Government Technology

Virtual Village Square

September 30, 2005 By

What if a city put up a Web site and nobody came?

In early 2003, Cuyahoga Falls, Ohio, faced precisely that problem. From 2001 to 2004, the city operated a Web site that drew only 600 visitors a month -- a paltry showing in a city of 50,000.

"We just had basic departmental information [on the Web site]," said John Konich, manager of the city's Information Systems Department, in identifying a large reason people stayed away in droves. "We had a presence, but not a lot of content."

This year, as Cuyahoga Falls prepared to launch a series of e-government services, the city's Web site became a much hotter destination.

"From January 2004 through March 2005 we had 240,000 visitors. We were averaging 16,000 a month," Konich said.

Traffic on the city's Web site soared, because in 2003, city officials, led by Mayor Don Robart, made it their business to enrich the site with compelling information and services.

"We wanted people to start coming to our Web site more because we had plans to have an e-government portal," Konich said. "It would be hard to put something like that up and get any kind of activity on it if people didn't even know we had a Web site."

Something slightly different happened on the way: Cuyahoga Falls officials say its Web site has evolved into a virtual community gathering spot.

Only One Place to Go

Residents can find details on concerts, festivals and other local events; renew memberships to municipal recreation facilities; follow the progress of major construction projects; and learn about neighborhood planning initiatives. They've also used it to share ideas for improving their schools. Soon they'll be able to go online to register complaints about potholes and other nuisances, and then track whether the city is attending to them.

Things started changing in 2003, when members of the Information Systems Department started marketing the Web site internally. At every opportunity, Konich reminded city officials that every piece of literature the city published should mention the site. They also started soliciting Web site content from other departments, Konich said, and Mayor Robart helped promote the process.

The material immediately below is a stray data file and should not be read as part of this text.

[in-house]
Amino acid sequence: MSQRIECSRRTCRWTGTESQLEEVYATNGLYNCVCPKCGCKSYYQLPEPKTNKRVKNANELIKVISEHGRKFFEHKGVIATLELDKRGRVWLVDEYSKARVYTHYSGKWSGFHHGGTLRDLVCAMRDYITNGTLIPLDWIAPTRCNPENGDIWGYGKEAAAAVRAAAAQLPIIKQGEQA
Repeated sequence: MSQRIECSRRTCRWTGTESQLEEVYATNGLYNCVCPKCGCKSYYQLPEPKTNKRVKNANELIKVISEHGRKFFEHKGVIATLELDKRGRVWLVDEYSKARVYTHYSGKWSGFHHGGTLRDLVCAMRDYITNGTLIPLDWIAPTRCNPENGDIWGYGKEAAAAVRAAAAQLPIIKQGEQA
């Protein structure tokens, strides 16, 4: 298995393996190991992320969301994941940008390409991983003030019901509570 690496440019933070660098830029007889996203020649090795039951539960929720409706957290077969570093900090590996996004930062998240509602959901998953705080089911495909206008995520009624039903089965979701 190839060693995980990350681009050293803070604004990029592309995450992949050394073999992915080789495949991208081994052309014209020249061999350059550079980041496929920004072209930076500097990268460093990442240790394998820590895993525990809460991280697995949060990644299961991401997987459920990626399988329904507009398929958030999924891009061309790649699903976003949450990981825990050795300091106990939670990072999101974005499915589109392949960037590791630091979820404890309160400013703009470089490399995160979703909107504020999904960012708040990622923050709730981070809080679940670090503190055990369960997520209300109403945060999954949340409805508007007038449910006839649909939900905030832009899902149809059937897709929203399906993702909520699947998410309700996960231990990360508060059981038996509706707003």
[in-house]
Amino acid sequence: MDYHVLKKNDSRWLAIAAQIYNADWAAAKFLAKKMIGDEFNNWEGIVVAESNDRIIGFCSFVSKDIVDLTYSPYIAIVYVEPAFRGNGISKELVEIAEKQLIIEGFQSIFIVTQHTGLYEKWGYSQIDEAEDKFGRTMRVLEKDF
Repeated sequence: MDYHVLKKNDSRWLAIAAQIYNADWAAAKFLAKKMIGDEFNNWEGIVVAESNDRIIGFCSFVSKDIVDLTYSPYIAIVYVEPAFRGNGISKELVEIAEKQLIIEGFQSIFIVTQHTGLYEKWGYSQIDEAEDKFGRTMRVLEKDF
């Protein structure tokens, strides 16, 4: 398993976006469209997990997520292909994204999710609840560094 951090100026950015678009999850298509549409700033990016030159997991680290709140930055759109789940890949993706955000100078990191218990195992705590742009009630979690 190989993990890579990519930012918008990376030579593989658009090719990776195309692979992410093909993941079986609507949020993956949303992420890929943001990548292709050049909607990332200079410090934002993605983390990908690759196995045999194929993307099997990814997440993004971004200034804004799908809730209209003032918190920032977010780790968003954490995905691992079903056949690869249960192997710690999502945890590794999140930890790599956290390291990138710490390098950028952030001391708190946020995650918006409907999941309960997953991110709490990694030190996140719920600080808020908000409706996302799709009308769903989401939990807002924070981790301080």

"Through his direction, and our department pestering these departments, we were able to generate more and more content," Konich said.

The effort received a big boost when Cuyahoga Falls developed a content management system in March 2004, said John Hill, the city's webmaster. "It allows each department to update their information without having to send us e-mail or write anything," Hill said, keeping the site dynamic and up to date.

One of the first features to draw people to the site was information, complete with videos, about two major construction projects: a $26 million fitness facility, and a $5 million Falls River Square Festival and Special Events pavilion.

"People are really attracted to those," said Hill. "They want to know how their money's being spent, what services are going to be available after the project's complete."

A newer draw is a calendar of events scheduled at the now-completed Falls River Square and other city venues.

In late 2004 and early 2005, Cuyahoga Falls introduced its first two e-government services. One is a printable form residents can use to calculate their city income taxes and file by mail. A second service allows users to renew membership in residents-only recreational facilities.

Cuyahoga Falls hasn't extended the online community concept so far as to replace live forums, such as its neighborhood "charrettes," in which community planners meet with residents to gather ideas about redevelopment.

"I would hate to see the Web take over that personal interaction," Hill said. The city does use the site, however, to post information about upcoming charrettes and later report on the results.

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